Author Archives: David Gorsline

On the 7 and the 6

From my East Side hotel, I rode the L over to the High Line for a quick stroll. I budgeted an hour, and it wasn’t nearly enough. I wasn’t expecting a horticulture field trip. Moving north from 14th Street, I … Continue reading

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Marvin’s Room

This wistful drama with comedy from 1990 gets its first Broadway run, powered by a name-brand cast. The technical means afforded by the American Airlines Theatre make for smooth scene changes (and there are a lot of them); the revolve … Continue reading

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The Book of Mormon

The Book of Mormon is an entertaining mix of potty-mouthed irreverence (it takes balls to trash a faith shared by fifteen million people) and old-school, conventional stagecraft. Set pieces roll in on wagons; curtains fly and travel in and out; … Continue reading

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Long time no see

I visited The Frick Collection for the first time since high school, as far as I can remember. I came for the Vermeers, but my surprise find was the crazy intricate clocks on display, like David Weber’s clock with astronomical … Continue reading

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Advice to the parties

“You have heard that it was said to the men of old, ‘You shall not kill; and whoever kills shall be liable to judgment.’ But I say to you that every one who is angry with his brother shall be … Continue reading

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Proposed access road

TIL that IAD was originally planned to be built in what is now Burke. And, yes, the story of its relocation is another chapter in the book of wins for well-organized and -connected European-American communities, and losses for African-American ones. … Continue reading

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Reflex

RUTH. Is that places? SAM. Sure, Ruth. Places. RUTH and DEBBIE. Thank you, places. GLOW, s1 e7

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Contemporary American Theater Festival 2017: 4

Chelsea Marcantel’s examination of group dynamics within an Amish community, when it is subjected to both the external shock of an outsider committing a careless deadly act as well as the eruption of casual, intimate violence between two of its … Continue reading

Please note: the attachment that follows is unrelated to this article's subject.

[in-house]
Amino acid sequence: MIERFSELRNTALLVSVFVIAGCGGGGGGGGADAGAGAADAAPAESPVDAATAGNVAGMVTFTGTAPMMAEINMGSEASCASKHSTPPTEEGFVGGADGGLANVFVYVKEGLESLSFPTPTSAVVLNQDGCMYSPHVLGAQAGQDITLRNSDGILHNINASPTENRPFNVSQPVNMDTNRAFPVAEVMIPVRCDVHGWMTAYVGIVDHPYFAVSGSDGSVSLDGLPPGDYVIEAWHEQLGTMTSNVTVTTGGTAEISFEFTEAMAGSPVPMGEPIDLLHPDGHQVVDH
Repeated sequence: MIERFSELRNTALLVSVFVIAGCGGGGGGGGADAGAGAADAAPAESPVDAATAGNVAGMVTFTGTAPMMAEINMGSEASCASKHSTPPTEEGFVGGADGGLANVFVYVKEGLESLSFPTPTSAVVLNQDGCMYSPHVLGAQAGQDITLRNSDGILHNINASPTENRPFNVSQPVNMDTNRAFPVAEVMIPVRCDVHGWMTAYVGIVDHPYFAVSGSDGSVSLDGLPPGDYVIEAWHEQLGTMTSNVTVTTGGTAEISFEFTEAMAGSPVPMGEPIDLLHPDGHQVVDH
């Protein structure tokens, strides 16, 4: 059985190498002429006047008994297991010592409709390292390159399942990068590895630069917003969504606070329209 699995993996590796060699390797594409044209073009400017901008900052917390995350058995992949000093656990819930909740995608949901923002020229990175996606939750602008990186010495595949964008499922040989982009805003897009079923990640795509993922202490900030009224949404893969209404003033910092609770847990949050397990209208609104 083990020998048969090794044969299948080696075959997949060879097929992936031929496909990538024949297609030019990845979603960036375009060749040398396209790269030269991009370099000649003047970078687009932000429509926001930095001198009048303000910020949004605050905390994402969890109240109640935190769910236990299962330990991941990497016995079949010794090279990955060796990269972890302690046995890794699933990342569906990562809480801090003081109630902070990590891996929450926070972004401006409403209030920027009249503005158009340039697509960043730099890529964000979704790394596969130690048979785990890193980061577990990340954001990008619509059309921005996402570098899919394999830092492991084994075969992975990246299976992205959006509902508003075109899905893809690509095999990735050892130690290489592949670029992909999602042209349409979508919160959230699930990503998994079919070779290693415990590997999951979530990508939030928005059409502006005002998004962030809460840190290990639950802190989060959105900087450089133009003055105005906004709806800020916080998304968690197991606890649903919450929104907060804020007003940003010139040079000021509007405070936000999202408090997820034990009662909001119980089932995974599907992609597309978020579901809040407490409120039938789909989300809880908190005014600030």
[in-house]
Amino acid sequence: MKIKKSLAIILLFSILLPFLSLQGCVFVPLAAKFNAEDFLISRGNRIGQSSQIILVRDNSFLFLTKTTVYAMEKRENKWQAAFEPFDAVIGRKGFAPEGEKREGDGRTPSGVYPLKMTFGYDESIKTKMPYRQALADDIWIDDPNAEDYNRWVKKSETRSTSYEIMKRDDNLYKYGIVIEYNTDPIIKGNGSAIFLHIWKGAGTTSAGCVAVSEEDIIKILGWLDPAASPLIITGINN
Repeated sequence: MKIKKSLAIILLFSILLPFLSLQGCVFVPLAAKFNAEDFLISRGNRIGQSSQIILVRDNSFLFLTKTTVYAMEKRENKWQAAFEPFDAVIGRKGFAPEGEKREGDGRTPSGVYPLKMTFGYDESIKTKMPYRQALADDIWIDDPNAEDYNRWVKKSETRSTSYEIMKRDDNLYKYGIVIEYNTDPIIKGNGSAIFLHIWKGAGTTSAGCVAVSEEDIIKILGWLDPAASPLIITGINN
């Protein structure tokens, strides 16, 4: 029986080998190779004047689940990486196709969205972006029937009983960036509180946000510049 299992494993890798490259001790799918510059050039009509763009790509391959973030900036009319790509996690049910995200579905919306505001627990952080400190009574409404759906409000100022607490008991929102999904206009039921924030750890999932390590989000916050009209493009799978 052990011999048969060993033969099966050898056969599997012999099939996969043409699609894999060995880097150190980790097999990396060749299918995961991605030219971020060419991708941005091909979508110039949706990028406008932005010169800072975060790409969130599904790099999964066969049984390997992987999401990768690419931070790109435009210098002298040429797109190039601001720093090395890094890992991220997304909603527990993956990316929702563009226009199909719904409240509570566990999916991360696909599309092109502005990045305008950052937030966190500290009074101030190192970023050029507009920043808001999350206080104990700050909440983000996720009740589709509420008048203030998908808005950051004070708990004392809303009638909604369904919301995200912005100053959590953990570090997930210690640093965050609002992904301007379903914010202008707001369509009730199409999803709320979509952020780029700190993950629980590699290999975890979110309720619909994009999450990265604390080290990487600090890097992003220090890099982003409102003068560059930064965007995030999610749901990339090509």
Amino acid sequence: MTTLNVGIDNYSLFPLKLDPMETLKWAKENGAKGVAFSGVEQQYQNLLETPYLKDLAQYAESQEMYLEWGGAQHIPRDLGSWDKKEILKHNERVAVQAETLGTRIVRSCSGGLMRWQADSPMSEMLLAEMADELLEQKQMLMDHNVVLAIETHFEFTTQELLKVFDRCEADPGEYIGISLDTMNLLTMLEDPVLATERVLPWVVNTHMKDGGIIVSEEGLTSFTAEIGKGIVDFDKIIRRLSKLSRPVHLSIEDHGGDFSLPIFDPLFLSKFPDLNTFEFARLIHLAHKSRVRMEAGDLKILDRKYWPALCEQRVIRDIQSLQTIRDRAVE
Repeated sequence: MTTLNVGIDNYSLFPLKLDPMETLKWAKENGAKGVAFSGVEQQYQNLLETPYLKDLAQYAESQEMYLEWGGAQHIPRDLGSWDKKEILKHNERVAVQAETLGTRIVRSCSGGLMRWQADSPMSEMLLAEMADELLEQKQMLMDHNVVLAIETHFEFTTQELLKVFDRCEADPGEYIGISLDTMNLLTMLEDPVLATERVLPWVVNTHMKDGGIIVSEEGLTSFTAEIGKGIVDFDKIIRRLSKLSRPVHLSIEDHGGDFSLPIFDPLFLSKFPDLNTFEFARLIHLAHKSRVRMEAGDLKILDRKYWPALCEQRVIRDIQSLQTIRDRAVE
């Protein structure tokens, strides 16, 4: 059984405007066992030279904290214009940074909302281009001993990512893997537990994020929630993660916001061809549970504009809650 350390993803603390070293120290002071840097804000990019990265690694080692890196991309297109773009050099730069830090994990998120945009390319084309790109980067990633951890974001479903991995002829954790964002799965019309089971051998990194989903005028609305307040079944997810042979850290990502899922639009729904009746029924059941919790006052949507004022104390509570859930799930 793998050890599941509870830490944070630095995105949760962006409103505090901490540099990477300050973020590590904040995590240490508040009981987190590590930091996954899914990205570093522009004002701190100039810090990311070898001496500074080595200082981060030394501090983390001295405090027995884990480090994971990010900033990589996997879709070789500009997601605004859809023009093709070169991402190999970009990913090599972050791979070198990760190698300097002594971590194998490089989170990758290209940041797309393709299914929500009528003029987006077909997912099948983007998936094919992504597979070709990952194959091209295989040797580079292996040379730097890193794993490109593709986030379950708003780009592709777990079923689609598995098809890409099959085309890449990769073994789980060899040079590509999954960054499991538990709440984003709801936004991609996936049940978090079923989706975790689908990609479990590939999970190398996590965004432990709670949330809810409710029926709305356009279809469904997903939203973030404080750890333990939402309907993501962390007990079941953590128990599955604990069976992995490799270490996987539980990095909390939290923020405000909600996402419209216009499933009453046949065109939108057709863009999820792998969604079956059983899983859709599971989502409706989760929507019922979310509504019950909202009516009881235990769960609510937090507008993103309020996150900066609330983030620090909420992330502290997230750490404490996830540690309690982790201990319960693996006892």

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BPP in the literature

It’s very gratifying to read this acknowledgement: The authors are indebted to the original BPP [Bird Phenology Program] observers and coordinators who collected the extensive data that comprise the BPP and were used here…. Thank you also to the BPP … Continue reading

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Contemporary American Theater Festival 2017: 3

The Niceties, by Eleanor Burgess, is this year’s festival production most likely to spark discussion in the car on the way home. Zoe (the centered Margaret Ivey), an African-American junior at an elite university somewhere in Connecticut, is in conference … Continue reading

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Contemporary American Theater Festival 2017: 2

Along with economic dislocation, the 1970s are surfacing as a minor theme of the festival. That’s the setting for Allison Gregory’s very strong Wild Horses, a one-woman play in flashbacks to the Me Decade and its music of rebellion. Kate … Continue reading

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Contemporary American Theater Festival 2017: 1

Welcome to Fear City, set in the Bronx of 1977, tells a straightforward, earnest story of economic uncertainty, racial profiling, random violence, and misguided choices. It’s much in the vein of Lorraine Hansberry. The 1970s dance break is entertaining, but … Continue reading

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Since 1835

Washington’s National Theater quite recently gave up its rope-and-sandbags rigging system: it was one of the last of the “hemp houses.” Rebecca Cooper has the story for Washington Business Journal, and there is good video about the transition to the … Continue reading

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Serendipity

How wonderful to come across a cite of one of our stories from 2006, ‘Adventure Playgrounds’ a Dying Breed in the U.S., by Kristin Wiederholt for KALW, about a Berkeley playground where kids bang together play forts from scavenged nails … Continue reading

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Sky Meadows double loop

On my way out to visit Charlie, I took a fairly easy double-loop hike in Sky Meadows State Park. I didn’t push very hard on the climb, taking the shortcut across on the Gap Run Trail, which proved to be … Continue reading

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